Leslie Baum's dining room studio
For social distancing purposes, we intend to use the front lawn of 3311 as a waiting area and enter the space in groups of 2-4 people from 2-6 PM. Pleas email us, contact us via instagram, or call to arrange an appointment.
“Devotional Paintings” & “Garden in a Vase”
Jennifer Sullivan & Leslie Baum @ Julius Caesar
Julius Caesar is pleased to announce our first opening since lockdown.
Jennifer Sullivan was originally scheduled to show in March, but flexibility being a virtue, we find Sullivan joined by Leslie Baum in July. While Sullivan’s work recalls an exhibition predating the pandemic, Baum exhibits work made during quarantine. This Saturday afternoon, please join us for 2 solo shows looking backwards, forwards, and meditating on where we’ve been since the last time seeing each other.
I first encountered Jennifer Sullivan’s work in Instagram stories posted by Amy Brener. Each time I saw paintings I liked, I would ask whose they were. Invariably she replied “Jennifer Sullivan!” They were images drawn from daily life: the interior of her apartment, her cat, and her body. More than a year after we first began our conversation, Sullivan will present paintings of her cat and Courtney Love— images that at once remember and reconstruct a time before quarantine, and yet viewed through a lens colored by months of life on hold.
Asking Sullivan about her imagery, she shared a passage from Marie-Louise von Franz. Ancient Egypt viewed the cat as, “the goddess of music, sexuality, pleasure in life, and life-embracing feminine fertility. The cat, in contrast to the dog, has never sold its soul to man ... The cat is not very amiable, but very true to itself.”
In Sullivan’s work, the cat, like Courtney Love, becomes a symbol for the qualities Sullivan covets. “[Courtney Love’s] image and the narrative arcs of her career and very public personal life, invoke issues about ambition, motherhood, feminism, self-esteem, loss, anger, survival, and transformation,” writes Sullivan. The small-scaled devotional painting are made on unprimed cotton with dye. She looks to materials that evoke crying or bleeding. “She represents raw emotion and a sense of humanness that can’t be contained … she is a great destroyer and her power is in her anger and fieirceness,” writes Sullivan. “My biggest interest is her un-likeability … her resistance to being likeable makes me love her.”
Like Sullivan, Baum’s work drew our attention through Instagram. Producing three water colors a day during quarantine, Baum began posting her project on social media. Many of us salved our desire for closeness by connecting with our communities through digital platforms, and here we have a chance to see the physical works.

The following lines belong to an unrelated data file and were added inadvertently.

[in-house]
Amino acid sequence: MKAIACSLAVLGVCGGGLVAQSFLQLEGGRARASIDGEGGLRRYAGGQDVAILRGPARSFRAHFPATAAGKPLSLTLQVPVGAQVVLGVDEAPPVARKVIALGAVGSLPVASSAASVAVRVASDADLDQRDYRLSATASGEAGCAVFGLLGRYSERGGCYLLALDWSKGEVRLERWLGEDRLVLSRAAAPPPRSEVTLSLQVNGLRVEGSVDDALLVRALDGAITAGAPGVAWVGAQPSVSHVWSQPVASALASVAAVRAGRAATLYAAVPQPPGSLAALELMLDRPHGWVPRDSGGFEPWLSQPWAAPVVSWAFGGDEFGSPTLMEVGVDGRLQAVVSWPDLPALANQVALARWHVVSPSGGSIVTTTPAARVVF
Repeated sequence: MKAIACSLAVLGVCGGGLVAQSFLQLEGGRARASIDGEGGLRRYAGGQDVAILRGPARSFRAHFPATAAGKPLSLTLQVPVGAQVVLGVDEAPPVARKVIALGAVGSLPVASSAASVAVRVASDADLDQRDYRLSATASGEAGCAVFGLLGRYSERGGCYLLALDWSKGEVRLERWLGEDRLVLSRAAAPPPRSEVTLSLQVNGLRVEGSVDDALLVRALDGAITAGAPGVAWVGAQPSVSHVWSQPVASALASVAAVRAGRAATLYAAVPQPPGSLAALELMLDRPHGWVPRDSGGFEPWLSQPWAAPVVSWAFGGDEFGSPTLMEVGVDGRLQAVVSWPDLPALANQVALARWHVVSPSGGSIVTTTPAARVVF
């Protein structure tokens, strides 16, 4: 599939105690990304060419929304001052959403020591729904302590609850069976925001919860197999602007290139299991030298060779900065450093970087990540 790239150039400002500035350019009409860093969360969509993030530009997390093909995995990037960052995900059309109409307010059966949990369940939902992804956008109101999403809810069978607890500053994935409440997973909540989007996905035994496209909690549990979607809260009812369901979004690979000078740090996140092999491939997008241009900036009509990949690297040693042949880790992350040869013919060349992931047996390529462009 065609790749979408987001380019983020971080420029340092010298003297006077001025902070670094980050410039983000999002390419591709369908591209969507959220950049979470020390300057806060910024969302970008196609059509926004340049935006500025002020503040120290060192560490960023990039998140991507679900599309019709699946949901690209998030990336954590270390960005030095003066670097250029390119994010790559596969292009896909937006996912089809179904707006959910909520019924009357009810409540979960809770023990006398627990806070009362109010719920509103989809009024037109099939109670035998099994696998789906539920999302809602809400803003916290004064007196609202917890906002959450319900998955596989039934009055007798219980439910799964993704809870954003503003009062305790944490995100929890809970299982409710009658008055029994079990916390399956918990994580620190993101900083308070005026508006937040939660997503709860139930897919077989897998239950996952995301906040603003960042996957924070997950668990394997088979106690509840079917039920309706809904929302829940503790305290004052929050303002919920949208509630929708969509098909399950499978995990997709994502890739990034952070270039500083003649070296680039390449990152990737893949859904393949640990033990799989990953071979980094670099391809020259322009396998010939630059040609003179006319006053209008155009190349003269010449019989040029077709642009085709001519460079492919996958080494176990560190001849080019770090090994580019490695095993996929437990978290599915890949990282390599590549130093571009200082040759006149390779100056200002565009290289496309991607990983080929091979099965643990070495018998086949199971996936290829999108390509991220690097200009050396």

“I lean on Spring, as a way to get through the Chicago winter,” writes Baum. “The arrival of shoots, buds, and finally flowers is an embodied pleasure.” But during a pandemic, even the simple pleasures of a private garden become fraught. “My garden is narrow and bookends
the sidewalk ... And so, I decided to bring the garden inside, picking a flower or two every few days and placing them in a vase on my dining room table.”
Previous summers found Baum enjoying Chicago’s public spaces for plein air painting with fellow artists. As the constraints of social distancing rendered the community-forging project inconceivable, Baum found herself, “sinking into the micro-landscape of my informal bouquets.”
She writes, “There was snow on the ground when I first embarked on these watercolors. Bearing witness to the passage of time as experienced through the life cycle of my garden … has provided a necessary respite from, and vessel for, my messy quarantine emotions.”
Leslie Baum makes paintings and painting-based installations that are invitational and deeply informed by her twenty plus years as a museum educator at the Art Institute of Chicago. Baum received her BA from the University of Vermont and studied abroad at the Glasgow School of Art. Since 1993, Baum has exhibited in venues nationally and internationally including exhibitions in New York, San Francisco, Portland, Mexico City, Rome, and South Korea. Her drawings and paintings are in permanent collections of the Chicago Art institute and the Elmhurst Art Museum. Her work has been reviewed extensively including in Artforum, Art in America, Hyperallergic, and the Chicago Tribune. She has received residencies at Yaddo and the Vermont Studio Center. Leslie Baum lives and works in Chicago.
Jennifer Sullivan is a New York-based artist whose painting practice evolved out of roots in performance and video. She received her BFA from Pratt Institute and her MFA from Parsons. Recent solo and Two Person exhibitions include Female Sensibility (with Kirstin Stoltmann) at Five Car Garage, Los Angeles (2020), Exiled Parts at No Place Gallery, Columbus, OH (2019), Stretch Marks at Real Estate Fine Art, Brooklyn, NY (2018) and the soft animal of your body at Five Car Garage, Los Angeles, CA (2018). Sullivan has exhibited widely including group exhibitions at Marinaro, Brennan and Griffin, Rod Barton, Marvin Gardens, Safe Gallery, and Klaus Von Nichtsaggend. Awards include a fellowship at the Fine Arts Work Center, and residencies at the Lighthouse Works, Skowhegan, Ox-Bow, and Yaddo. Her work has been reviewed in the NY Times, Artforum, Art News, The Brooklyn Rail, and Art Papers. She is represented by Five Car Garage in Los Angeles, CA.